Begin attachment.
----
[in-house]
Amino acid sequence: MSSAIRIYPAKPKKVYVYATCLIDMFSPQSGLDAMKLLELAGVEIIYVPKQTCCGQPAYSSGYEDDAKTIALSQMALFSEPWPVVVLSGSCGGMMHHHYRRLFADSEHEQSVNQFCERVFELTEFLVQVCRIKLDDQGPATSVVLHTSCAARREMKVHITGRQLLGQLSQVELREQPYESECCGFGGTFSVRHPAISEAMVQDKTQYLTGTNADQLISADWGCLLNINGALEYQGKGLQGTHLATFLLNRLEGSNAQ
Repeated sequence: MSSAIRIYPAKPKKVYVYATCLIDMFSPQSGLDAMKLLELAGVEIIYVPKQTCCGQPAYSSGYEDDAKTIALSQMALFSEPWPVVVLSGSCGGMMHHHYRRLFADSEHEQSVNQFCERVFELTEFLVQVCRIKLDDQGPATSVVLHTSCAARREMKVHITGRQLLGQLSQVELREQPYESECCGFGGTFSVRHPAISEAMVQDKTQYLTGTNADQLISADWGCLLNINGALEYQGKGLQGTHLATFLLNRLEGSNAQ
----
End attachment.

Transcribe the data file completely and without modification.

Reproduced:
[in-house]
Amino acid sequence: MSSAIRIYPAKPKKVYVYATCLIDMFSPQSGLDAMKLLELAGVEIIYVPKQTCCGQPAYSSGYEDDAKTIALSQMALFSEPWPVVVLSGSCGGMMHHHYRRLFADSEHEQSVNQFCERVFELTEFLVQVCRIKLDDQGPATSVVLHTSCAARREMKVHITGRQLLGQLSQVELREQPYESECCGFGGTFSVRHPAISEAMVQDKTQYLTGTNADQLISADWGCLLNINGALEYQGKGLQGTHLATFLLNRLEGSNAQ
Repeated sequence: MSSAIRIYPAKPKKVYVYATCLIDMFSPQSGLDAMKLLELAGVEIIYVPKQTCCGQPAYSSGYEDDAKTIALSQMALFSEPWPVVVLSGSCGGMMHHHYRRLFADSEHEQSVNQFCERVFELTEFLVQVCRIKLDDQGPATSVVLHTSCAARREMKVHITGRQLLGQLSQVELREQPYESECCGFGGTFSVRHPAISEAMVQDKTQYLTGTNADQLISADWGCLLNINGALEYQGKGLQGTHLATFLLNRLEGSNAQ